Showing posts from 2017

Time to Make Content Neutrality into Law

Nowadays, the main issue are not monopolies, not pricing levels. The issue is free and open space for innovation and the exchange of ideas. A law on internet content neutrality would ensure it.   The previous battle in the  war for a free and open Internet  was about  net neutrality  — equal access for all to the plumbing level of the Internet. The next battle is about  content neutrality  — equal access for all to the content level of the internet. Content neutrality is more important than net neutrality. It is not about what speed is available to what service but about what voices are heard and what are suppressed. It should be made into a law. Net Neutrality I was one of those ministers in charge of information society that pushed hard for enshrining net neutrality into Slovenian law and into EU directives. We had some success. While the net neutrality hardliners would not be entirely satisfied, provisions have been made that ask for internet service providers and telecommunication

How the ‘fake news’ crackdown could end up with almighty social networks

For me personally, the most enjoyable moment in that whole “fake news” commotion has been the re-discovery of the concept called truth by the progressives. Finally the pudding of post-modernism relativism was made available for eating. And it did not taste well. However, fake news and related phenomena, such as echo chambers and social bots, are a matter of concern for the entire political spectrum. Politicians and media feel challenged or even threatened by it. Some are even suggesting that in order to save democracy we need to regulate social media just like the printed press. The issue boils down to the balance between the right of free speech and the danger of false information. There is a growing tendency to make the danger look bigger and the issue of freedom of speech smaller in order to achieve balance and thereby justify more governmental control of the social media at the expense of freedom of speech. The advocates of tighter regulation of social media base their argume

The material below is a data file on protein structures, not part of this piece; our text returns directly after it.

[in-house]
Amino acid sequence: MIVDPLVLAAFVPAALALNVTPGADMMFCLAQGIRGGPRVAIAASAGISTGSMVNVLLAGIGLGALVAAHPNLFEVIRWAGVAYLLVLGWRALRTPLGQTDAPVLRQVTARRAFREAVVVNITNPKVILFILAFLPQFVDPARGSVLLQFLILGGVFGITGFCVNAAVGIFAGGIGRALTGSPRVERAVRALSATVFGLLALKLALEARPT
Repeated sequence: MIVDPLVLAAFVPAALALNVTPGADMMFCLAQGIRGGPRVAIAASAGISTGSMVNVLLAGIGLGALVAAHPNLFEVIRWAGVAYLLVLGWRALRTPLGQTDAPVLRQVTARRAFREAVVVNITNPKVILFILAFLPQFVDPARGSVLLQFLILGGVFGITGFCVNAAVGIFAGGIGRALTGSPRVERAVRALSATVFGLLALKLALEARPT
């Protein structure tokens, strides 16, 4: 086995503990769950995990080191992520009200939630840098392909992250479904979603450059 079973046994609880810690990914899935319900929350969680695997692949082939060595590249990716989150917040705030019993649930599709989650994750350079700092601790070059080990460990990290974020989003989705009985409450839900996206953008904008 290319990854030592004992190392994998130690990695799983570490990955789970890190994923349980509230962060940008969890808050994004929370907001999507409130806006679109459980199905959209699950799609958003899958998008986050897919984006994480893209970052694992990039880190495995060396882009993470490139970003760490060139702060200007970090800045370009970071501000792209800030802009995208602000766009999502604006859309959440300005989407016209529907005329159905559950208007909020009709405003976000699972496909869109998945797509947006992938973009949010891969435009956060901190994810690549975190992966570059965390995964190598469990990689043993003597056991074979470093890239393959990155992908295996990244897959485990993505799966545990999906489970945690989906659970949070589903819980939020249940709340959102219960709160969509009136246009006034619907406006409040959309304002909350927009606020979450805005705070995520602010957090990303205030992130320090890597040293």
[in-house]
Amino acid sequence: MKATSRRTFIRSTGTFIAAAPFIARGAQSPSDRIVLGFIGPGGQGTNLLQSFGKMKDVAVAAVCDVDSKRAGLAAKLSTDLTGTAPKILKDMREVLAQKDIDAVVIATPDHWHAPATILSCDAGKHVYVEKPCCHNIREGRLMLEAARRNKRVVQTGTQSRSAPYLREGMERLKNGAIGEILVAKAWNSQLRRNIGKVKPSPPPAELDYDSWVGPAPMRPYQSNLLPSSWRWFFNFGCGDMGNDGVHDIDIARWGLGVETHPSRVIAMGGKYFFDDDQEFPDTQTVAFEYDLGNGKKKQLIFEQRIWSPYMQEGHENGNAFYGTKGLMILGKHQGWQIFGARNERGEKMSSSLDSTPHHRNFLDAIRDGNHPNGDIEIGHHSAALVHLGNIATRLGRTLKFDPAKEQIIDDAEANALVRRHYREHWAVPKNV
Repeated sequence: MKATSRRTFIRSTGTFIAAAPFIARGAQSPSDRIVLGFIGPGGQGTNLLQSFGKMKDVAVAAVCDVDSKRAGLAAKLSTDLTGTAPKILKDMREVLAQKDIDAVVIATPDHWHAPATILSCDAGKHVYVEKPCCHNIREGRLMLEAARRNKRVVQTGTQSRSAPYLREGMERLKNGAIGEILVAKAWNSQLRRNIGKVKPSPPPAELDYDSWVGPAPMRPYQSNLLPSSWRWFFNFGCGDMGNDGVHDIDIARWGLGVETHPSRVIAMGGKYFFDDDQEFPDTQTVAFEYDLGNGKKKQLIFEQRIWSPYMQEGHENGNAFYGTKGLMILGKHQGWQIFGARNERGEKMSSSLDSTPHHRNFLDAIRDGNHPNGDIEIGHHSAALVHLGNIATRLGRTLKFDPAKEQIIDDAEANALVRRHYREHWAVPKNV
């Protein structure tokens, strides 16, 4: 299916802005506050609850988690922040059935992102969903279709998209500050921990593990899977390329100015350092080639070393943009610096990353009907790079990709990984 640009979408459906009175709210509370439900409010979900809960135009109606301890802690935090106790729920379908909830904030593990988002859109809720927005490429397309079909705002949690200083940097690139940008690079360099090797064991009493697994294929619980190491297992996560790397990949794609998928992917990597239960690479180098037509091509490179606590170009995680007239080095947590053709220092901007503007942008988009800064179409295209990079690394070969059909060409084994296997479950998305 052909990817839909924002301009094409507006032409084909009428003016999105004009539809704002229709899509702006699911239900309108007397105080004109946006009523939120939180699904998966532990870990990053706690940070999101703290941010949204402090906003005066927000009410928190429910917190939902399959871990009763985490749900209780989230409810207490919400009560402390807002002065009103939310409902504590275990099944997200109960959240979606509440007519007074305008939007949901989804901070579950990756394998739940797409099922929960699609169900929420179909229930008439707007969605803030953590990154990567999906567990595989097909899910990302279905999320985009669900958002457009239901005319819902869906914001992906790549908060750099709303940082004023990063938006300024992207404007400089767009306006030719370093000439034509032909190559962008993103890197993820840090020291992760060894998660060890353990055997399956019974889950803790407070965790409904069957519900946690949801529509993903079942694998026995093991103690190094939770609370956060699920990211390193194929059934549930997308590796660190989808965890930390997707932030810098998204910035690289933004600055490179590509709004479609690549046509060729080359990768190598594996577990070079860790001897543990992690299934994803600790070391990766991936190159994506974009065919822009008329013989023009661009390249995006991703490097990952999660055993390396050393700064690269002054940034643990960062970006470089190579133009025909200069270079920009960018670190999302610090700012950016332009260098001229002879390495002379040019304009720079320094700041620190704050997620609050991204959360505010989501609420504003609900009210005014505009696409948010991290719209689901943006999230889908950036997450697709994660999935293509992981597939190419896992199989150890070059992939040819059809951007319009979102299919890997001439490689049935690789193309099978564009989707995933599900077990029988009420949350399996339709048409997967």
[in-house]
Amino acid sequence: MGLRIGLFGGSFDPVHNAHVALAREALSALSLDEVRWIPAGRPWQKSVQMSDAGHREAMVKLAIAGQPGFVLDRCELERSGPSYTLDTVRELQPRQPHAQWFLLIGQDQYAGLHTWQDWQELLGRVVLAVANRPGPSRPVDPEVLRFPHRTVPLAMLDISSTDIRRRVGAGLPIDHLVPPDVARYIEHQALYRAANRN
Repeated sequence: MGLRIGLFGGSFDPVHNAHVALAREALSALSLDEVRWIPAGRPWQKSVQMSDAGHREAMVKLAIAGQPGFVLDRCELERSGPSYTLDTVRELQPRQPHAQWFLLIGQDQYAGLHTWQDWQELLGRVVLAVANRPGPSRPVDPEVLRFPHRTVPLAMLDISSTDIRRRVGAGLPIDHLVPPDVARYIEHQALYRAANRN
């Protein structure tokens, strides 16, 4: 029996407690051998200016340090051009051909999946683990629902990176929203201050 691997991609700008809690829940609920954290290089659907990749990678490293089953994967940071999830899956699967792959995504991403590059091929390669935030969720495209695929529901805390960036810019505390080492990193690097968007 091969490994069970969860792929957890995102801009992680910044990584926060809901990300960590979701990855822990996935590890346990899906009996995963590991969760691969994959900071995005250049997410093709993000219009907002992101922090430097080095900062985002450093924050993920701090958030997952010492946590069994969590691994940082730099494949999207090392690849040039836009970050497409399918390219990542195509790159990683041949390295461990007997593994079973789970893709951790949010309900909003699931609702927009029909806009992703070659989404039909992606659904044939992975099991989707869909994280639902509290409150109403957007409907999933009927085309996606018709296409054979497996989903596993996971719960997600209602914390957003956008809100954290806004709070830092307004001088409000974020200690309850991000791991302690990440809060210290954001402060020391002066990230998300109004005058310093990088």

Why a crackdown on fake news is a bad idea

One of the promises of the internet has been that it will bring about better democracy ( here and here , for example). Even before the web was invented, Vannevar Bush, the creator of the hypertext concept and the Memex machine expected science and information will lead to a better society ( source ). Since 1990s, when those ideas started to materialize, everybody saw that the internet is vastly increasing the access to information and the ease of connecting people. The conventional wisdom has been that better informed citizens would be making better political decisions and that the more connected people will also be forging a more tightly connected society. This would both lead to e- (for electronic) or i- (for internet) democracy. Peak eDemocracy In retrospect, it would appear that the peak eDemocracy optimism was reached in 2008 with the election of Barack Obama as the president of the United States. His was one of the first campaigns where the internet played a major, some wo